By Claire West

For the first time courts could have a range of powers to give consumers better results when their rights are breached, giving them improved access to justice, Consumer Affairs Minister Jo Swinson announced today.

Today’s ‘Civil Enforcement Remedies’ consultation will change the way authorities like Trading Standards enforce the law on behalf of consumers, giving them a range of new powers to use in civil courts that aim to:

- make sure businesses abide by consumer law and increase good practice

- reimburse consumers for money lost

- boost consumer confidence and empower them to exercise greater choice.

Proposals include giving courts the option of making a business designate a point person who will look at how well a business complies with consumer law. Another option could include introducing a clear complaints-handling scheme so customers know exactly who to contact for help when they have a problem. Other proposals will make it easier for consumers to find out which businesses they can trust and which they cannot.

Jo Swinson said:

“Too often consumers are short changed as the result of criminal prosecutions under consumer law: currently a business is condemned and fined, but nothing is done to repay the money lost by the customer. Instead, customers are forced to foot the bill for costly and time consuming legal action to get their money back.

“When consumers, especially vulnerable consumers, have been wronged they should be able to have free access to justice quickly and simply. With these proposals, when a business has infringed your rights as a consumer the court will make sure they reverse the damage and give consumers their money back. This will put the balance back in the system, and give consumers more power to exercise their choices confidently.”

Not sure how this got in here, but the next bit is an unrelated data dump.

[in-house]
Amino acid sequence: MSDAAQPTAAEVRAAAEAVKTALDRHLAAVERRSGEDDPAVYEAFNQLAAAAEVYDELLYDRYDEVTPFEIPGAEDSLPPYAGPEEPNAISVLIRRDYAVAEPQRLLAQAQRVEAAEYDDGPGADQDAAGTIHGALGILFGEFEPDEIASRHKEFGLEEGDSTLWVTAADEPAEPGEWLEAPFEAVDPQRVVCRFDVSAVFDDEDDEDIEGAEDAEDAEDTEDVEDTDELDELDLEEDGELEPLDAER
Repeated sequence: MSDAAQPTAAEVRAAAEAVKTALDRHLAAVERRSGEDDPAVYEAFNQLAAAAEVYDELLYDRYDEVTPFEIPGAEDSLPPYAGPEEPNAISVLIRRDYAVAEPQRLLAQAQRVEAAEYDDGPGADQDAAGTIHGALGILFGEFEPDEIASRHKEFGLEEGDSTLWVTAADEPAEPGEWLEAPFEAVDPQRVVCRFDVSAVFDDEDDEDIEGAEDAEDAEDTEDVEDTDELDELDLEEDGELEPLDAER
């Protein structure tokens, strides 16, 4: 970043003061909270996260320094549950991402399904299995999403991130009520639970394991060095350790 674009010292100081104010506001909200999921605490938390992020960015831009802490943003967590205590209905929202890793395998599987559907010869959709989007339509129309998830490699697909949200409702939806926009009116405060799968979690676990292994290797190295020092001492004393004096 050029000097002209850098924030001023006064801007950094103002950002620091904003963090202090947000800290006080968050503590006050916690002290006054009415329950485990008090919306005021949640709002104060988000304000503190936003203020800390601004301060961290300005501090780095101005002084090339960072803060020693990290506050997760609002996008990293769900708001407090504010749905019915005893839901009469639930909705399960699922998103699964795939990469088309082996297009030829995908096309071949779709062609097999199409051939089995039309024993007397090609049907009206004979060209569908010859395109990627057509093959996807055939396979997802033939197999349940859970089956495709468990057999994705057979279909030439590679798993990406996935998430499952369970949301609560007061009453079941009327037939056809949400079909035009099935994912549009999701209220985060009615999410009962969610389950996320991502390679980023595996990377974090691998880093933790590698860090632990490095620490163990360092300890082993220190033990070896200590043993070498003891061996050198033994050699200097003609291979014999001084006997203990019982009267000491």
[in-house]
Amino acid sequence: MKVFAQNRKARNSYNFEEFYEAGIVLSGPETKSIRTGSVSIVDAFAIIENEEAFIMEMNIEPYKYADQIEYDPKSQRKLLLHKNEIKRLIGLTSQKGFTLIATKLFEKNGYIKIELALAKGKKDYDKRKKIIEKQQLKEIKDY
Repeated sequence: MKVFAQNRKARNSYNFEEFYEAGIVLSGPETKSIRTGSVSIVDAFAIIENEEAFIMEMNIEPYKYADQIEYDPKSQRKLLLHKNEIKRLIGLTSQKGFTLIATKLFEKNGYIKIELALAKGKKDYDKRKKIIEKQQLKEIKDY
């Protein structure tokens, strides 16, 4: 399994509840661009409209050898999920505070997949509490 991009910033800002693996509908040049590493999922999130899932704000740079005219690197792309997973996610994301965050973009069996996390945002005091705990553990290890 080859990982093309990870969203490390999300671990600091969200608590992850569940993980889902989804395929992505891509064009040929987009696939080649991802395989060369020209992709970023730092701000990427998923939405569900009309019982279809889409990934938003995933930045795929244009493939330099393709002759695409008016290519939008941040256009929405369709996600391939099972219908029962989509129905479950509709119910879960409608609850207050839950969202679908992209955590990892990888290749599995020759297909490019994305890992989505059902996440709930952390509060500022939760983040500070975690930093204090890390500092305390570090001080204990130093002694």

At present when a business breaks a consumer law, the customer can go to an enforcer for help. The enforcer will take forward the complaint on their behalf, seeking a criminal prosecution or an injunction order in the civil courts which stops the conduct in question. However, the individual will not necessarily see any positive action by the business or gain any benefits for themselves as a result.

Under new proposals, where a consumer has lost a sum of money due to a business breaking consumer law, whether it is through overpayment or being mis-sold something, consumers would get that money back.

The aim of the proposals is to make businesses address the cause of the consumer’s complaint, meaning they cannot simply make a superficial change to solve an individual problem.

Examples of how these changes could work are:

- if a company was found to have overcharged all its customers for the guarantees it sold with a washing machine, that company could be asked to write to all its customers informing them of their right to a sum of money if they send back a tear-off slip within a certain time

- after a company mis-sold insurance with its coffee machines and ignored complaints, as well as fixing the individual problem it will have to make sure it changes its sales and complaints policy so that other customers don’t get the same problem

Which? Executive director Richard Lloyd said,

"These new powers should help ensure consumers are no longer left out of pocket if they have been ripped off or are the victims of mis-selling.

"We hope these proposals will spread better practice among businesses and help boost consumer confidence, which is vital to our economic recovery.

"We will want to see the authorities, including Trading Standards, using these powers to get consumers a better deal."